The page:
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Transcutaneous Electrical Stimulation on Acupoints Combined With Task-Related Training to Improve Motor Function and Walking Performance in an Individual 7 Years Poststroke: A Case Study

Ng, Shamay S. M. PhD; Hui-Chan, Christina W. Y. PhD

Journal of Neurologic Physical Therapy: December 2010 - Volume 34 - Issue 4 - p 208–213
doi: 10.1097/NPT.0b013e3181fe0ab0
Case Studies

Background and Purpose: Impaired walking function and spasticity are common sequelae of stroke. Prior studies have shown that a rehabilitation program combining transcutaneous electrical stimulation (TES) with task-related training (TRT) improves motor function in individuals with stroke. However, it is unclear if this approach is beneficial for individuals with long-standing stroke.

Case Description: The subject of this case study was a 61-year-old man who was 7 years poststroke. He exhibited limitations of walking function, impaired strength of the ankle muscles, and severe plantarflexor spasticity.

Interventions: For 4 weeks, the patient performed a 5-day/wk home program consisting of 60 minutes of TES (below motor threshold) to the acupoints in the affected lower leg, followed by 60 minutes of TRT. He documented his daily home program activities in a log, and 3 times a week he received a call from the therapist to verify his adherence. The patient also had 8 clinic visits, which focused on instruction to ensure adherence to the (TES + TRT) protocol and progression of the program.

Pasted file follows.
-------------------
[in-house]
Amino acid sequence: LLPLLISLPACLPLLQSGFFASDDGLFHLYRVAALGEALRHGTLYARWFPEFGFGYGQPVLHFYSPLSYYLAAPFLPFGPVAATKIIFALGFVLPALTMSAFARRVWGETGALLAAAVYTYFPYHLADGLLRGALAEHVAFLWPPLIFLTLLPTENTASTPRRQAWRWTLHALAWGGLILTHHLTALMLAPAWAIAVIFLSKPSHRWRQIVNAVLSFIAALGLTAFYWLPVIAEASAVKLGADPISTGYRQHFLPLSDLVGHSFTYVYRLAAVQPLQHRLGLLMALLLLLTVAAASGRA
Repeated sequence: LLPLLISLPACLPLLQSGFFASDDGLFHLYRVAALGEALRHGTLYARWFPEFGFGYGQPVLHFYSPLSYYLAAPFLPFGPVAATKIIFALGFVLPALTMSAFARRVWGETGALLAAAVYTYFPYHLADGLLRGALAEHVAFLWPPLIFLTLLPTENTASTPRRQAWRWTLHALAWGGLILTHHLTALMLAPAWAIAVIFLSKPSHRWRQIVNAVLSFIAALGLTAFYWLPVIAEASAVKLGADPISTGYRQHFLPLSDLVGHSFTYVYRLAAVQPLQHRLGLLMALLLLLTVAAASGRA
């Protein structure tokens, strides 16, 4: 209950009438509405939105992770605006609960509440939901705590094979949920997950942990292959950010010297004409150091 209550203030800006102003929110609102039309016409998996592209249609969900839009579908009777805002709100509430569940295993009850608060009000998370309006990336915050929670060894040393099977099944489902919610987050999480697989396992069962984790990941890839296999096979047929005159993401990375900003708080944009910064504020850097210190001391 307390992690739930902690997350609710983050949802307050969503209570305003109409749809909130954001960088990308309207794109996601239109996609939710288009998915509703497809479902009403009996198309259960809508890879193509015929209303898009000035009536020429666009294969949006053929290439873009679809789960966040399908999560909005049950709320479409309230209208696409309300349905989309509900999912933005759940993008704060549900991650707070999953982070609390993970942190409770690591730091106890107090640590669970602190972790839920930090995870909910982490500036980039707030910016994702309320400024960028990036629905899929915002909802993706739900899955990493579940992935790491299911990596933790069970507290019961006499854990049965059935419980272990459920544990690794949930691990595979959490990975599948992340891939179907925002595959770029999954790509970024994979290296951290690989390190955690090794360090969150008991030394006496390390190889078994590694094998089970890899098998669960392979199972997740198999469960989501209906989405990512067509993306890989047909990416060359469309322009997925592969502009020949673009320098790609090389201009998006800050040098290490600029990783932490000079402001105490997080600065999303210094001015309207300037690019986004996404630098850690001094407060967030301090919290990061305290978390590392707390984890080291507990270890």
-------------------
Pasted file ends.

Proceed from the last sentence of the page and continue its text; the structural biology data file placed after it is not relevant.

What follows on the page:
Outcomes: After the 4-week program, plantarflexor spasticity decreased and ankle dorsi- and plantarflexor strength improved. More important, there were notable improvements in gait velocity, walking endurance, and functional mobility. These gains were maintained at 4 weeks posttreatment.

Discussion: This accessible home program was safe and effective for decreasing impairment and improving function in an individual with long-term, chronic stroke. The gains were maintained 4 weeks posttreatment. Details are provided for developing a home program integrating somatosensory TES and TRT.

The Hong Kong Polytechnic University, Hong Kong (S.S.M.N.); and Department of Physical Therapy, University of Illinois at Chicago, Chicago (C.W.Y.H.-C.).

Correspondence: Christina W. Y. Hui-Chan, Department of Physical Therapy, University of Illinois at Chicago, Chicago, IL 60612 (chuichan@uic.edu).

© 2010 Neurology Section, APTA